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Nat Med. 2015 Dec;21(12):1424-35. doi: 10.1038/nm.4000.

Cellular senescence in aging and age-related disease: from mechanisms to therapy.

Author information

1
Department of Biochemistry and Molecular Biology, Mayo Clinic College of Medicine, Rochester, Minnesota, USA.
2
Department of Pediatric and Adolescent Medicine, Mayo Clinic College of Medicine, Rochester, Minnesota, USA.

Abstract

Cellular senescence, a process that imposes permanent proliferative arrest on cells in response to various stressors, has emerged as a potentially important contributor to aging and age-related disease, and it is an attractive target for therapeutic exploitation. A wealth of information about senescence in cultured cells has been acquired over the past half century; however, senescence in living organisms is poorly understood, largely because of technical limitations relating to the identification and characterization of senescent cells in tissues and organs. Furthermore, newly recognized beneficial signaling functions of senescence suggest that indiscriminately targeting senescent cells or modulating their secretome for anti-aging therapy may have negative consequences. Here we discuss current progress and challenges in understanding the stressors that induce senescence in vivo, the cell types that are prone to senesce, and the autocrine and paracrine properties of senescent cells in the contexts of aging and age-related diseases as well as disease therapy.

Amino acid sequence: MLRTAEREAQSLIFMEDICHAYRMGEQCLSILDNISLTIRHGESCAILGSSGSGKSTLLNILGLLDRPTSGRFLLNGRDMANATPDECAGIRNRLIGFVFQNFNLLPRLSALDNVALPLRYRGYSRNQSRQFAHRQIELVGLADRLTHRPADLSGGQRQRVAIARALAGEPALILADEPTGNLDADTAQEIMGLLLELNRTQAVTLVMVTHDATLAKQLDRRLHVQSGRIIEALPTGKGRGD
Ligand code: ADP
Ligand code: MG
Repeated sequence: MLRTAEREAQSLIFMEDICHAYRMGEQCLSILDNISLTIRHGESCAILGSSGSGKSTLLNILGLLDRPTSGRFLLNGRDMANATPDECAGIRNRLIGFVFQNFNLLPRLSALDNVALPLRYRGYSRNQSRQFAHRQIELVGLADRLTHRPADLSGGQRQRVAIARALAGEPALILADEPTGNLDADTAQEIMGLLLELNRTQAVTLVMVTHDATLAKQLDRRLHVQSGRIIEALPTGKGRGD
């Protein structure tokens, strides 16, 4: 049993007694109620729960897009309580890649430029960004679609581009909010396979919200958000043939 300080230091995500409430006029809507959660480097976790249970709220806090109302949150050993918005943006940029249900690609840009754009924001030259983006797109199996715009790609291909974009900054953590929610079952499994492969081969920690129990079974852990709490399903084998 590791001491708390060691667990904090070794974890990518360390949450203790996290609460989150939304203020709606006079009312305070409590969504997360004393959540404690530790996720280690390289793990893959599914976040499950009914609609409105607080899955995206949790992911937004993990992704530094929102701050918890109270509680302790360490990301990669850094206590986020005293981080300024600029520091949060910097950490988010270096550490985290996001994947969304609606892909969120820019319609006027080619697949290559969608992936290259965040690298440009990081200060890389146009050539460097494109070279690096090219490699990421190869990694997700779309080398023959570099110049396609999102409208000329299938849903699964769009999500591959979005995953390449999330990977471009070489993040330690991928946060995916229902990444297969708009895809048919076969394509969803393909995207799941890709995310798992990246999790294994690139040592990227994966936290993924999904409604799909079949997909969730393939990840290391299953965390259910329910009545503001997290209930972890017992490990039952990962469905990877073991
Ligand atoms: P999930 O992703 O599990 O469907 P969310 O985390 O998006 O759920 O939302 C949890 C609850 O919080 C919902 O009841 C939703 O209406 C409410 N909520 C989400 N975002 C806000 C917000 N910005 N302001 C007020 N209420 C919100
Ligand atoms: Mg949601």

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PMID:
26646499
PMCID:
PMC4748967
DOI:
10.1038/nm.4000
[Indexed for MEDLINE]
Free PMC Article

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